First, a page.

Life in Roswell, so far

It's been about two months since I moved to Roswell. I'm still getting settled in, but I have definitely started forming my own opinions about this place.

On the whole I like living here, and one of the major reasons for that is my job. The Roswell Museum and Art Center has an outstanding collection of art and artifacts, and while it's admittedly been a bit daunting having to wrap my head around a whole new collection, I'm really starting to see some great potential in terms of exhibits. I also happen to have some great co-workers, and I feel very welcome here.

Roswell itself is an interesting place, and very different from Shelburne. I don't spend much time downtown, really, it's a little touristy for me, but if you know where to look, there are some beautiful areas worth exploring.

Bitter Lake, located about 7 miles outside of Roswell

Lea Lake, part of Bottomless Lakes State Park

There are also some great cultural resources here. In addition to the RMAC, there's the Anderson Museum of Contemporary Art, the Little Theater, and the Roswell Symphony Orchestra. There's also the Dragonfly Festival, the Farmers Market, and other local events to keep me busy.

Fish display at the Dragonfly Festival

No place is perfect though, and just as Shelburne had things that irked me, so does Roswell. I get whistled  or honked at regularly when I'm walking to get my mail or run an errand, for instance, and I find that chauvinistic and irritating. Look, I'm not wearing shorts to impress you: I'm wearing them because it's 95 degrees outside. Let me check my mail in peace, okay?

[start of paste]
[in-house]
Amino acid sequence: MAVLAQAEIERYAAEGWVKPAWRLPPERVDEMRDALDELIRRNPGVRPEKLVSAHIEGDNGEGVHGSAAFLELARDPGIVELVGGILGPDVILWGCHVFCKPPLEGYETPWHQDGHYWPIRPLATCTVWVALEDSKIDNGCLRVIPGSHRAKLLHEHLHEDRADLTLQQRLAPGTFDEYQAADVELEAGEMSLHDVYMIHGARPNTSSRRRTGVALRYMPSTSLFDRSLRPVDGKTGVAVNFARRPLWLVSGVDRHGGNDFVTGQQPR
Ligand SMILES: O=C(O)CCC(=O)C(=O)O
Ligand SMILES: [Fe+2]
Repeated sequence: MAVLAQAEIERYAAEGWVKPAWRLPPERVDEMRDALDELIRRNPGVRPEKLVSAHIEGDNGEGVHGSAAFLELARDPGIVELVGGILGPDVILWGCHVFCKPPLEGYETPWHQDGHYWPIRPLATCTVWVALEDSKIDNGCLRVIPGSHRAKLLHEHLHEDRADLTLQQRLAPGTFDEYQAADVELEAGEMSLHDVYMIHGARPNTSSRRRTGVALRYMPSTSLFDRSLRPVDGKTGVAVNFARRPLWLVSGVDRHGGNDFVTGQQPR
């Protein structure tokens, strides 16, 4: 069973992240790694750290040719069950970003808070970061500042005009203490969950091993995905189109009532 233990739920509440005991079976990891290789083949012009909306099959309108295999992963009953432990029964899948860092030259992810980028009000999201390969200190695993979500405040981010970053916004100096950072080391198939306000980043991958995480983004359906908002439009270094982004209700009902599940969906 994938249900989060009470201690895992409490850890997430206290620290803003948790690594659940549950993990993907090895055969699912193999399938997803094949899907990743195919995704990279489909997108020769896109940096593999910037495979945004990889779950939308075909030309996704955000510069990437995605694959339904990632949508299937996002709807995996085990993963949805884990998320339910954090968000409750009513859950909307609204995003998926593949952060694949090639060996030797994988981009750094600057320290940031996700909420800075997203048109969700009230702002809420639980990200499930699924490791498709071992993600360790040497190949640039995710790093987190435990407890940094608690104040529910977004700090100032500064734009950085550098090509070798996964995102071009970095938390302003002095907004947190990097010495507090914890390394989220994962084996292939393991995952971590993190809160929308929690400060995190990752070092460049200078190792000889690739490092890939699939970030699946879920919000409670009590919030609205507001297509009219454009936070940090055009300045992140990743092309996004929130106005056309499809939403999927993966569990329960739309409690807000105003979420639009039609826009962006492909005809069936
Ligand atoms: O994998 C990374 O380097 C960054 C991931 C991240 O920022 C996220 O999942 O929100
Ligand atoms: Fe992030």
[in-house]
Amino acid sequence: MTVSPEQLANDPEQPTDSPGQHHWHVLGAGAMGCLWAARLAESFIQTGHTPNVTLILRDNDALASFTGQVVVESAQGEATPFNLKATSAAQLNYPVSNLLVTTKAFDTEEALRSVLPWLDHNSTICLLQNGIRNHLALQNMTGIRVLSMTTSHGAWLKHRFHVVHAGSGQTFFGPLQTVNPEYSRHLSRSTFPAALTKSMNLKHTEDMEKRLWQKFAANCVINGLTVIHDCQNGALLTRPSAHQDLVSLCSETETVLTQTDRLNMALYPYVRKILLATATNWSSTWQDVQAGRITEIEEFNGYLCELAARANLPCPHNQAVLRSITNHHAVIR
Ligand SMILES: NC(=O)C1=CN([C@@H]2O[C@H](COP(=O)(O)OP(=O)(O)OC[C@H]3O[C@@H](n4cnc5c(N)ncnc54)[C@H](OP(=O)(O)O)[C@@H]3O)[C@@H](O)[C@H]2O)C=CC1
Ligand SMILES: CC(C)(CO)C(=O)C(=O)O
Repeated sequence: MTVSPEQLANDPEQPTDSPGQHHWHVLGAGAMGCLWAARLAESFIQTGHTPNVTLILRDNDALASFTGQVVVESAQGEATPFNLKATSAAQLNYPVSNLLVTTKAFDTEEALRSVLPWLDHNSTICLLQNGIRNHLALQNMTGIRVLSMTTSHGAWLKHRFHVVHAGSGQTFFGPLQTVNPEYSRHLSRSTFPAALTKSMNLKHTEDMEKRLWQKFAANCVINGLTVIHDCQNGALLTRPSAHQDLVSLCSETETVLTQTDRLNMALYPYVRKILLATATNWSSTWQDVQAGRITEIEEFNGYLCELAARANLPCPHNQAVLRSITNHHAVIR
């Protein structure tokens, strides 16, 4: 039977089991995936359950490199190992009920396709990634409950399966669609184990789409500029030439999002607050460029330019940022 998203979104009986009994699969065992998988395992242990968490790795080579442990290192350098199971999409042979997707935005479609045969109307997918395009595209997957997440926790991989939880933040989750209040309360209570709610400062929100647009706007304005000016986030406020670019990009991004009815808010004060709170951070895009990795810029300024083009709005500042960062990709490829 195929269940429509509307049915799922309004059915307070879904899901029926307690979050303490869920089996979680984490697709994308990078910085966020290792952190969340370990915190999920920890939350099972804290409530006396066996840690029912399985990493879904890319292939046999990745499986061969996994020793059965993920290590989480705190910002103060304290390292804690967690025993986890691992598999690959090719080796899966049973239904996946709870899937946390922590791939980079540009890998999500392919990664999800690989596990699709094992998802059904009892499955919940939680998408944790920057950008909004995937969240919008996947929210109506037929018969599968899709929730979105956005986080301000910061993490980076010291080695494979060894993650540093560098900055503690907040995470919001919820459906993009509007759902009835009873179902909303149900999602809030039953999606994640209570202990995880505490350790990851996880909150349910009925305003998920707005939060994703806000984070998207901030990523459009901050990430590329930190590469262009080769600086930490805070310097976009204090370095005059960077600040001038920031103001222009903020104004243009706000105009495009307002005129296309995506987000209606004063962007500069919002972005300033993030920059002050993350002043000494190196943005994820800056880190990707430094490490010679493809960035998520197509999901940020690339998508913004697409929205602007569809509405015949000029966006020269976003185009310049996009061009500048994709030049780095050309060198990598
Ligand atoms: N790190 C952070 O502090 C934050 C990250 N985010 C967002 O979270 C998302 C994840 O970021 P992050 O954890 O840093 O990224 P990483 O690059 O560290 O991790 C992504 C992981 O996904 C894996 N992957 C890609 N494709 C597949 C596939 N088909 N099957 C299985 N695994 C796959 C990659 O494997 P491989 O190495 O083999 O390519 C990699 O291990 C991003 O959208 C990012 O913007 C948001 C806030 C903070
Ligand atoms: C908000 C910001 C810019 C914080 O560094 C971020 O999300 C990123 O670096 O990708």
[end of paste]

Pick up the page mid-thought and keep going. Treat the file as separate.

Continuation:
What concerns me most about Roswell, however, is its inferiority complex. Roswell considers itself a "small town," and as such it feels that it will never be on par culturally with any big city, so it shouldn't bother with trying.

Sorry Roswell, but with a population of nearly 50,000, you're not a small town. In fact, your scale is comparable to Burlington, the biggest city in Vermont. And while Burlington is not New York or Chicago, it does pride itself on its cultural resources. You have a lot of great resources too, Roswell, so embrace them.

Yet I enjoy living here, not least of all because of the wonderful people I've met. I've found that Roswell is a welcoming community, and that's made my move here much, much easier.

I was reminded of this a few nights ago, when I celebrated the burning of Zozobra, a Santa Fe tradition, with my two of my wonderful new friends and neighbors. I've only been here two months, but they kindly invited me to help decorate and ignite a miniaturized version of Old Man Gloom with them.

Our homemade Old Man Gloom
As I tucked a napkin covered with last year's woes into the figure's skirt and watched him erupt into flame, I felt the weight of the past lifting off my shoulders. Roswell may not be perfect, but it's got a lot going for it too, and I'm happy to be here.